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There is that moment, usually as you feel the heavy pull of G’s in the first sweeping turn, that you wonder if “Highway to the Danger Zone” should be played 24/7 along the length of Sand Hog Hill. It’s as close as most of us will get to being in a dogfight from “Top Gun.” By the third banked corner, the bike leaned over and the ground at a sharply tilted angle, you almost hear yourself asking Goose if he has missile lock.

Flow Country Trail LogoWhen talking about the Cuyuna Lakes Mountain Bike Trails, located within the Cuyuna Country State Recreational Area in Crosby/Ironton, Minnesota, Sand Hog Hill is often on the list of “must ride” trails. That isn’t just something recognized by locals anymore, either. During the 2012 World Mountain Biking Summit, the International Mountain Biking Association (IMBA) has awarded Sand Hog Hill its Model Trails Flow Country Trail Award.

To understand the uniqueness of this accomplishment, here is a little background information.

Sand Hog Hill is just one trail in a system of over 25 miles of trails that are part of the Cuyuna Lakes Mountain Bike Trails. Built on the remains of an abandoned open-pit mine, the trails reflect the mining heritage of the area. They wind up and down the imposing overburden piles left by the open pit mining, which have since filled with water and become crystal clear lakes. In names, too, the trails reflect the past, hence “Sand Hog,” a term to describe miners that worked in pressurized environments, becoming the name of a hill. All this uniqueness in one location helped make the Cuyuna Lakes Mountain Bike Trails be considered a “Ride Center” by IMBA. There are only 10 Ride Centers in the entire world, and only one in Minnesota. A Ride Center is mountain bike trail system that offers a little bit of everything for a mountain bike rider, allowing them to experience many types of trails in a single location, with enough mileage to take a day or two to ride.

Hans Rey on Sand Hog Hill

Hans Rey riding Sand Hog Hill during the 2011 Cuyuna Lakes Mountain Bike Festival.
© 2011 Hansi Johnson; used with permission.

The concept of “Flow Country Trails” was first conceived by Hans Rey, one of the early greats in mountain biking, having been involved in mountain biking since the early 1980s. He retired from competition in 1997 and began traveling the world to mountain bike in different locations. In his travels he saw the need for a new type of purpose-built mountain bike trail. Something that would allow beginners to gain confidence and experienced riders to push the limits of what they could do. Something with a lot of “flow,” a term describing the almost organic way a trail curves and winds around. Hans Rey describes Flow Country Trails thusly, “narrow, natural singletrack trails (1–3 ft. wide), with diverse and appropriate elements such as; berms, rollers, rocks, roots, small jumps and drops.”

That perfectly describes Sand Hog Hill. After a long, but not taxing, climb to the top, riders are rewarded with a spectacular view of the surrounding area and mine pit lakes. After a moment or two of soaking in the sights, they can point the bike onward. Sand Hog Hill then begins to wind its way downhill, with rocky jumps and whoopies through the woods before busting out into an opening filled with a series of plunging back-to-back bermed “S” turns. As they reach the bottom quarter of the hill, it’s back into the woods for a long series of curving ups and downs. Because all of this is happening on a downhill slope, riders can push themselves because they don’t have to focus on maintaining momentum. The ghost of Sir Isaac Newton does that.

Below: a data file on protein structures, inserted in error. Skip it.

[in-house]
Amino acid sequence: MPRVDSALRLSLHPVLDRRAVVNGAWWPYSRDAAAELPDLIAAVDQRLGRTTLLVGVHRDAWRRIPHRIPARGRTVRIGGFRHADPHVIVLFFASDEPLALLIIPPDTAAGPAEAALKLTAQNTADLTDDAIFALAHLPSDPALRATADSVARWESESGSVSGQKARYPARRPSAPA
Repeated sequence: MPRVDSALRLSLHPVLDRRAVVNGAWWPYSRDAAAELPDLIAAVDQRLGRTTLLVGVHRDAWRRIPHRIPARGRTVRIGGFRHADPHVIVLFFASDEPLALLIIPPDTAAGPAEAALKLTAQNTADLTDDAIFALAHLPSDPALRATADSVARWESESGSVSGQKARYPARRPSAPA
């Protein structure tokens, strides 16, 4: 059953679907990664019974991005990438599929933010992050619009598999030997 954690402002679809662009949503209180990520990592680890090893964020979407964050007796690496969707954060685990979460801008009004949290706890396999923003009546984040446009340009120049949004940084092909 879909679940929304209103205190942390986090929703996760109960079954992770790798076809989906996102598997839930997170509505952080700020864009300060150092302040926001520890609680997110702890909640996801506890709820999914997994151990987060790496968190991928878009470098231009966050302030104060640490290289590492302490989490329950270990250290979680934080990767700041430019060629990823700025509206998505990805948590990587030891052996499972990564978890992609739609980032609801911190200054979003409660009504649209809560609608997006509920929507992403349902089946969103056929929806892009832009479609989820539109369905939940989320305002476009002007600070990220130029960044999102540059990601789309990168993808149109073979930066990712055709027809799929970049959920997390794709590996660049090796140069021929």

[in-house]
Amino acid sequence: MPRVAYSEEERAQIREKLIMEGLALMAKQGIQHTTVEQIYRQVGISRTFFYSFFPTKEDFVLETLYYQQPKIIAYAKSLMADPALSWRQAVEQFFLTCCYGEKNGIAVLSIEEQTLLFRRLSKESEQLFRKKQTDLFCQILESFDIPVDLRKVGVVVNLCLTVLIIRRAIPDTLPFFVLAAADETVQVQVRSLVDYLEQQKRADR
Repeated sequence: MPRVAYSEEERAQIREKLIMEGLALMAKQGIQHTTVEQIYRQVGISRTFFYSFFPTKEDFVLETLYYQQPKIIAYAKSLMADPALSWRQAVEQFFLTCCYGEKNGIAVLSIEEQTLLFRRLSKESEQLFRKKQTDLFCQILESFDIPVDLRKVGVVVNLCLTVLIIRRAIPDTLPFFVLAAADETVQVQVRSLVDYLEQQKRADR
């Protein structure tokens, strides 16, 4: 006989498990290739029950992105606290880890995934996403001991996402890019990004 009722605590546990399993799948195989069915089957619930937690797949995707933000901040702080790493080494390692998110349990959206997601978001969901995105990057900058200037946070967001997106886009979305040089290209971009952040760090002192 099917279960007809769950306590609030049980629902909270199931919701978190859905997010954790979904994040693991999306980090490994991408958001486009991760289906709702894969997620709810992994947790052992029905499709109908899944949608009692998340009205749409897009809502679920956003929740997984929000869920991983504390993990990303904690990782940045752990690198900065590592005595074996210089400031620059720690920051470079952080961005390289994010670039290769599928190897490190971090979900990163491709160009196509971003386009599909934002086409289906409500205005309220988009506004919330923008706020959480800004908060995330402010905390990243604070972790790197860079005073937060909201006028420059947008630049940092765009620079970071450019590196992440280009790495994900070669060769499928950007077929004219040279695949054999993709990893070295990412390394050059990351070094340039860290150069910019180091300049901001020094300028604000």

Flow Country Trails are not something any trail can claim to be. They are awarded by IMBA for meeting a strict series of requirements. Before Sand Hog Hill was awarded this status, there were only five in the entire world. Hence, Minnesota’s only Ride Center with a Flow Country Trail within its system is pretty much the white whale of mountain biking trail systems. A fact that is not lost on the Crew.

“With Sand Hog now being a recipient of this Flow Trail Award it’s another testament to the founding fathers and mothers of the Cuyuna Lakes Mountain Bike Trails,” says Aaron Hautala, president of the Cuyuna Lakes Mountain Bike Crew. “We, as a community and a club, tip our hat and thank these volunteers who spend countless hours ensuring these mountain bike trails are nothing but best-in-class.”

So the Cuyuna Lakes Mountain Bike Crew is taking it easy now, right? Quite the opposite actually. The Crew is setting up for three big projects at the Cuyuna Lakes Mountain Bike Trails. The first, dubbed “Yawkey Overdrive,” is a skills building addition to the already popular Yawkey Unit of the trails. The second, the City of Cuyuna Pumptrack, is a pump track to be placed on a formerly empty city lot at the corner of the Cuyuna Country State Recreational Area. The third, and most ambitious project, is a master plan encompassing the next 10 years of trail expansion. That expansion could potentially double, if not triple, the size of the Cuyuna Lakes Mountain Bike Trails.

While the Cuyuna Lakes Mountain Bike Crew celebrates the Flow Country Trail Award, they also know there is more work to be done to keep the Cuyuna Lakes Mountain Bike Trails special, not just within Minnesota, but also in the world. Because the Crew knows, probably more than anyone, that every now and then in life you need to hear “Highway to the Danger Zone” in your head.

Cuyuna Lakes Mountain Bike Crew:  cuyunalakesmtb.com / facebook.com/cuyunalakesmtb

IMBA:  imba.org

Joshua Rebennack

Minnesota Off-Road Cyclists & Cuyuna Lakes Mountain Bike Crew member since 2008.

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